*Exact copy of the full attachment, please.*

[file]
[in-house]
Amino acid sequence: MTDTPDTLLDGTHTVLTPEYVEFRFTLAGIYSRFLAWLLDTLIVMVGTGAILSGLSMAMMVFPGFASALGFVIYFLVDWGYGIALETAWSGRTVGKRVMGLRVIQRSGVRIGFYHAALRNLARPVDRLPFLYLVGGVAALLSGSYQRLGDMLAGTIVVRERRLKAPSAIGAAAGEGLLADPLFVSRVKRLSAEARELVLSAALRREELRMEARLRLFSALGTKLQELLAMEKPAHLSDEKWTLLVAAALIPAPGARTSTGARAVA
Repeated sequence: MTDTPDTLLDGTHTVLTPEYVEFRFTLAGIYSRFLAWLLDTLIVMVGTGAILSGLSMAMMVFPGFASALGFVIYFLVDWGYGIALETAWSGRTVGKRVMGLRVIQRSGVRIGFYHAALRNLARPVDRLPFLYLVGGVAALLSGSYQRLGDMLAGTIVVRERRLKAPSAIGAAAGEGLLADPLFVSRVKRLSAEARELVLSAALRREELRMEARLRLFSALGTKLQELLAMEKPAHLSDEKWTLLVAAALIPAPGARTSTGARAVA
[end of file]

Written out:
[in-house]
Amino acid sequence: MTDTPDTLLDGTHTVLTPEYVEFRFTLAGIYSRFLAWLLDTLIVMVGTGAILSGLSMAMMVFPGFASALGFVIYFLVDWGYGIALETAWSGRTVGKRVMGLRVIQRSGVRIGFYHAALRNLARPVDRLPFLYLVGGVAALLSGSYQRLGDMLAGTIVVRERRLKAPSAIGAAAGEGLLADPLFVSRVKRLSAEARELVLSAALRREELRMEARLRLFSALGTKLQELLAMEKPAHLSDEKWTLLVAAALIPAPGARTSTGARAVA
Repeated sequence: MTDTPDTLLDGTHTVLTPEYVEFRFTLAGIYSRFLAWLLDTLIVMVGTGAILSGLSMAMMVFPGFASALGFVIYFLVDWGYGIALETAWSGRTVGKRVMGLRVIQRSGVRIGFYHAALRNLARPVDRLPFLYLVGGVAALLSGSYQRLGDMLAGTIVVRERRLKAPSAIGAAAGEGLLADPLFVSRVKRLSAEARELVLSAALRREELRMEARLRLFSALGTKLQELLAMEKPAHLSDEKWTLLVAAALIPAPGARTSTGARAVA